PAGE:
Popular craft fair at Merivale Mall hosts special Valentine’s-themed event

Craft fair sets up in the east end of the mall every Saturday
Photo: Chantal Lapierre
Melissa Falardeau holds a laser engraved sign at the Merivale mall.

The Merivale Mall hosted its weekly craft fair and introduced its one-day-only Valentine’s Day craft fair on Feb 10, where vendors brought in new crafts dedicated to the romantic holiday.

Merivale Mall, which is just east of Algonquin College, hosts a craft fair each Saturday, letting artists in the community showcase their talents. The craft fair hosted 70 vendors, one of the biggest turnouts for the fair. Not all vendors participated solely in the Valentine’s Day fair. A few who did not participate still decorated their stands with hearts and cupids.

Melissa Falardeau, who ran a stand for her company Lazer Engraving Innovations, had a new set of engravings for Valentine’s Day.

“Usually, we have just our standard engravings but wanted to spruce it up for the Valentine’s market,” Falardeau said while pointing to some Valentine’s-themed cutting boards.

While craft fairs were not anything new to the vendors, the Merivale area was a new destination for many to sell their creations. Many vendors also said the COVID-19 pandemic piqued an interest in their craft and felt encouraged to start their business.

Cristina Machado, who runs Cristina Slay Crochet, said that the pandemic really helped her business.

“I, like many other vendors, started during the pandemic,” Machado said. “A lot of help comes from my daughters and their love of Taylor Swift to inspire some of my creations,” she said pointing to her Taylor Swift Red scarf keychain.

Vanessa Beaudoin, an Indigenous jeweller and owner of Handmade by Nessy, said the pandemic allowed her to switch professions.

“I was originally a food vendor at powwows, but was unable to continue doing that through the pandemic,” she said. “I had to figure out how to still make a living, and making jewelry always interested me so I started an online store during the pandemic. This is my first craft fair at the mall and I’m very excited for the day.”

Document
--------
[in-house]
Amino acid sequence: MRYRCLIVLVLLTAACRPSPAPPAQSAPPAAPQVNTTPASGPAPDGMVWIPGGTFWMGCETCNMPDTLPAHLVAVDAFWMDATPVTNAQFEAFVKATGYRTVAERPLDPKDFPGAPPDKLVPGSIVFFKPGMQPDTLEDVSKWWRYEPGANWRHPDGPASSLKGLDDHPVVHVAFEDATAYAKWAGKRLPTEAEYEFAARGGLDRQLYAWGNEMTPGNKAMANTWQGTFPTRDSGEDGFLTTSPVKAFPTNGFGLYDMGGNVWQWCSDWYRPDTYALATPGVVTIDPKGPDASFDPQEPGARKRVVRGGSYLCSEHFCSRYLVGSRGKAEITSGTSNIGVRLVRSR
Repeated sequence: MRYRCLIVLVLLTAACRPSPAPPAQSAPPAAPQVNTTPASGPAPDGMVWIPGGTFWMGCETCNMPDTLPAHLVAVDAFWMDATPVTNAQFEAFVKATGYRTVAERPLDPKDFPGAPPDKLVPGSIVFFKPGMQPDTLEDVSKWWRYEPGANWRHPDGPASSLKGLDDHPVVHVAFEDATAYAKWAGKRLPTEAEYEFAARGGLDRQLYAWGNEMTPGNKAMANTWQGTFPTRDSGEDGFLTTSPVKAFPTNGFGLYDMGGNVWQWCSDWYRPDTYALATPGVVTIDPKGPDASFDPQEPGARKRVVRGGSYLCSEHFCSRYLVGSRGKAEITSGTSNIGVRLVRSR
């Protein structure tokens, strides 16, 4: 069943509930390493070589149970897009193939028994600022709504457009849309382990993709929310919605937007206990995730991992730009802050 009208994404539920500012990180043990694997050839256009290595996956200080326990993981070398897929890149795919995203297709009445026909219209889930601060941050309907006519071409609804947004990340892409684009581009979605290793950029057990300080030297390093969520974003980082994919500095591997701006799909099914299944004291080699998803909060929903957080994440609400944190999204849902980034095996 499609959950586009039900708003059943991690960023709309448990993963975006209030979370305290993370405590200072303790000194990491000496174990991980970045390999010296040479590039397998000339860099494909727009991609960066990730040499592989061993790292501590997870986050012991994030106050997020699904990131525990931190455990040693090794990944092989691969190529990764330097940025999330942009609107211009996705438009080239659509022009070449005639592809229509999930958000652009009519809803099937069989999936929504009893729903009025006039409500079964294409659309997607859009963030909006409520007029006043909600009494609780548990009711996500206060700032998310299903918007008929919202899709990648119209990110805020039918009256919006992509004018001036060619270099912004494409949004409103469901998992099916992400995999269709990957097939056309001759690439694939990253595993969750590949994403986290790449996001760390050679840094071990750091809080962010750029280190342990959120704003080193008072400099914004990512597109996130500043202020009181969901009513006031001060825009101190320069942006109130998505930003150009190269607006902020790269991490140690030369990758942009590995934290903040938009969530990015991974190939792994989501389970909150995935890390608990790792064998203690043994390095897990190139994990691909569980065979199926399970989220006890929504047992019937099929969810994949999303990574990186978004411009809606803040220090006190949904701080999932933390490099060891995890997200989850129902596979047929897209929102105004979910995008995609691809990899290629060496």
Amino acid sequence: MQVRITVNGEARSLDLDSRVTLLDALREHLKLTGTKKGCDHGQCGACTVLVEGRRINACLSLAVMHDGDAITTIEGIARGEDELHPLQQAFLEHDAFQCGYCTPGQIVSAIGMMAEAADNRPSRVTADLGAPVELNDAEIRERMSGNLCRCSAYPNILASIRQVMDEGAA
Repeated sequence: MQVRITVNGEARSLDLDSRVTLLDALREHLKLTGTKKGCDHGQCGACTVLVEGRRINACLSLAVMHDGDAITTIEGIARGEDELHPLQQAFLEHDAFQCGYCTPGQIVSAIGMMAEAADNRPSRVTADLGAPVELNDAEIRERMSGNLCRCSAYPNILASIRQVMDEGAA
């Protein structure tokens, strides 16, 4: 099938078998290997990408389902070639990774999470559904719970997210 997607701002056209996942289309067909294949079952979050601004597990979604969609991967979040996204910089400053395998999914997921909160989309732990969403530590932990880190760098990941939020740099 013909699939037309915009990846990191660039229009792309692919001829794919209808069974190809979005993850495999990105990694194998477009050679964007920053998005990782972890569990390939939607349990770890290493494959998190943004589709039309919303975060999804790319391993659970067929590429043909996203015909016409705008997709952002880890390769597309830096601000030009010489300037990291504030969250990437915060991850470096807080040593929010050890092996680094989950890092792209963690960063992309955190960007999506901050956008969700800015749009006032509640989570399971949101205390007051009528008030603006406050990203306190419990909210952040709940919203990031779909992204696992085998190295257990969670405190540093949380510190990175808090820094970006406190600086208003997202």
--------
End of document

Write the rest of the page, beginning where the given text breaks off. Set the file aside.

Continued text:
The craft fair was buzzing with people checking out the crafts and creations from each vendor.

A particularly popular craft at the fair was crochet creatures.

Machado, who was one of the vendors who featured crocheted creatures, offered a variety of crafts from jellyfish and bats to ghosts and even a crocheted Eric Cartman from the television show South Park.

“I completely did not expect so many vendors to have crochet stations, but that must have been a very popular pastime during the pandemic.” Machado said.

Another vendor, Dee’s Deco’s, also showcased crafted creatures, but made from resin.

“I am a mom of four and so having a small business is tough, especially considering I have to make the resin creatures in a separate room that the kids can’t get in to, but during the pandemic it was a way to make money,” Dee Martin, the owner of Dee’s Deco’s, said. “I do have to say I’m glad I brought a lot of them and only a few crochet items since they seem to be popular among other vendors.”

The Merivale Craft Fair runs every Saturday between 12 p.m. and 5 p.m.

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